The CPRC is a minimum four-week, residential program with a maximum census of eight patients. The program focuses on acquisition of self-management skills with goals to reduce pain, improve coping with residual pain, increase function, effectively treat co-occurring disorders (mental health or addiction), reduce medication reliance, and enhance overall quality of life. Patients engage in therapeutic activities 12 to 14 hours a day. Treatment is primarily group-based with individual counseling sessions with a psychologist a minimum of twice weekly and medical/psychiatric appointments from one to five times a week as indicated.

Core treatment approaches include:

  • Cognitive behavioral therapy (CBT) integrated with acceptance and commitment therapy (ACT) tailored to comprehensively address pain, mood, and substance disorders
  • Mindfulness strategies including meditation, body awareness, gratefulness
  • Physical therapy tailored to individual condition
    • Land-based exercise (aerobic, stretch, strengthening)
    • Aquatic exercise
  • Goal setting and process groups
  • Education on pain, mood, substance use, sleep hygiene, nutrition, and related topics

Patients also participate in

  • 12-step groups including Chronic Pain Anonymous, AA, NA
  • Movement groups including yoga, Tai Chi, Chi Gong
  • Art therapy
  • Family program
  • 12-month step down aftercare and telephone support follow-up is offered

Medication management

All patients using opioids without favorable response or with negative consequences are educated about ways in which opioids can contribute to distress and are encouraged to taper off on a trial basis. Decisions regarding ongoing management of opioids are made with the patient based on their response to taper.

Common management approaches include:

  • Opioid taper with continued cessation (with or without naltrexone)
  • Transition to opioid agonist maintenance therapy for opioid addiction (buprenorphine/naloxone or methadone maintenance)
  • Rotation to an alternative opioid at lower doses for analgesia
  • Lower dose therapy using the admission opioid for analgesia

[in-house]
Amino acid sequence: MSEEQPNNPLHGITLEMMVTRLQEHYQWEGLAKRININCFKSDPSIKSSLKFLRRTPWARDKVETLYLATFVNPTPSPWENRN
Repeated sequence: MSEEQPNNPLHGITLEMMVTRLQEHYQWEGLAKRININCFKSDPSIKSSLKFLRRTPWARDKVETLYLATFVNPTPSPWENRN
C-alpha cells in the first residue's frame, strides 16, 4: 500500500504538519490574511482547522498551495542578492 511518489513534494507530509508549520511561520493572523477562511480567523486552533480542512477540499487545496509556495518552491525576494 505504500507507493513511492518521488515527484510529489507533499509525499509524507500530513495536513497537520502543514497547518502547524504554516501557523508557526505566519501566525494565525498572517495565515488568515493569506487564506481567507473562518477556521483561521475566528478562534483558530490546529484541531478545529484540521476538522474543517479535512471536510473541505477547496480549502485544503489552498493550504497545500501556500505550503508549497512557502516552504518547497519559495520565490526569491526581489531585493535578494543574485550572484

Psychiatric medications are adjusted as indicated to treat co-occurring psychiatric issues. Non-opioid medications for pain are introduced or adjusted as indicated.


Results: One hundred eighteen of the first 136 patients admitted completed treatment and had assessment data analyzed. Clinical outcomes for pain, pain interference, mood, catastrophizing are indicated in the adjacent graphs. Data indicates significant reductions in mean pain and pain interference with enjoyment of life and with activity. Anxiety and depression scores significantly reduced, as did scores from the pain catastrophizing measures. Data available at three and six months after initiation of treatment on a smaller group of 18 patients who participated in aftercare suggest that these improvements persisted.

Opioid use data is available on 154 patients who completed treatment and indicates the following:

  • 79% of 154 (122) patients admitted to CPRC were using opioids on admission.
  • 63% of those admitted on opioids (77) no longer used opioids at discharge
    • 3 of these were on the depot naltrexone to support recovery from opioid addiction.
  • 18% (22) were transitioned to opioid agonist therapy (OAT) for treatment of opioid addiction.
    • 20 on buprenorphine/naloxone
    • 2 on methadone with referral to methadone maintenance
  • 19% (23) were on lower dose opioid prescriptions for pain, most rotated to a different opioid with a mean dose reduction of greater than 75% morphine equivalents.
  • One patient with history overuse of prescribed opioids and relapsing alcoholism (in part driven by pain) who was not on opioids at admission, was prescribed buprenorphine/nx for pain.
  • One patient’s admission opioids were unchanged on discharge.